Pantoprazole is almost exclusively metabolized in the liver. Terminal half-life is about 1 hour and clearance is about 0.1 l/hour/kg. There were a few case of patients with delayed elimination. Because of the specific binding of pantoprazole to the proton pumps of the parietal cell, the elimination half-life does not correlate with the much longer duration of action (inhibition of acid secretion).
Renal elimination represents the major route of excretion (about 80%) for the metabolites of pantoprazole, the rest are excreted with the feces. The half-life of the main metabolite (about 1.5 hours) is not much longer than that of pantoprazole.
Indications/Uses
Symptomatic gastroesophageal reflux disease (GERD) or nonerosive reflux disease (NERD).
For long-term management of moderate and severe form of reflux esophagitis.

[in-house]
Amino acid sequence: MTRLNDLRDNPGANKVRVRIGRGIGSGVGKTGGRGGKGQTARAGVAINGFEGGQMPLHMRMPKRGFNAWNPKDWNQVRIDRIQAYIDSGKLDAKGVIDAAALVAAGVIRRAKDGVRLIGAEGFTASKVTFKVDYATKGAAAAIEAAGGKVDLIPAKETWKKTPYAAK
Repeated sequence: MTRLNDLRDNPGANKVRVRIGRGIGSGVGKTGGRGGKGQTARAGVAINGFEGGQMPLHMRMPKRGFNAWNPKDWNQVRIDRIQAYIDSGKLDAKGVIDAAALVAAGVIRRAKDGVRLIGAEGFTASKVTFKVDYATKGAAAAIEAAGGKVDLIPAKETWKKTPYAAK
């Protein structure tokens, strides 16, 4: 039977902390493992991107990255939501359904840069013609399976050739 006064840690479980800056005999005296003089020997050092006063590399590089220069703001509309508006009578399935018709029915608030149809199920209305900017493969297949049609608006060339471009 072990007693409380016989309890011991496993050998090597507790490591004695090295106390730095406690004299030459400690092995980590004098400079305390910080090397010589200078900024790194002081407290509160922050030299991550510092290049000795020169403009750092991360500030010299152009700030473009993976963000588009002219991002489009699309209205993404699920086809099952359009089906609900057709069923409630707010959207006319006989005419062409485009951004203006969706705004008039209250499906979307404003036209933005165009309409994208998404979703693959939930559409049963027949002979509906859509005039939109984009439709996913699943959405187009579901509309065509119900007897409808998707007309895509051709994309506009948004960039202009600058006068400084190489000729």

Dosage/Direction for Use
Tablet should not be chewed or crushed and should be swallowed whole, 1 hour before a meal with some water.
Symptomatic gastroesophageal reflux disease (GERD) or nonerosive reflux disease (NERD): The recommended oral dose is 20 mg per day. Symptom relieve is generally accomplished within 2-4 weeks and a 4 weeks treatment period is usually required for healing of associated esophagitis. If this is not sufficient, healing will normally be achieved within a further 4 weeks. When symptom relief has been achieved, reoccurring symptoms can be controlled using an on-demand regimen of 20 mg once daily when required. A switch to continuous therapy may be considered in case satisfactory symptom control cannot be maintained with on-demand treatment.
For long-term management of moderate and severe form of reflux esophagitis: For long-term management, a maintenance dose 20 mg per day is recommended, increasing to 40 mg per day if relapse occur. After healing of relapse the dosage can be reduced again to 20 mg pantoprazole.
A daily dose of 20 mg pantoprazole should not be exceeded in patients with severe liver impairment.
No dose adjustment is necessary in elderly patients or in patients with impaired renal function.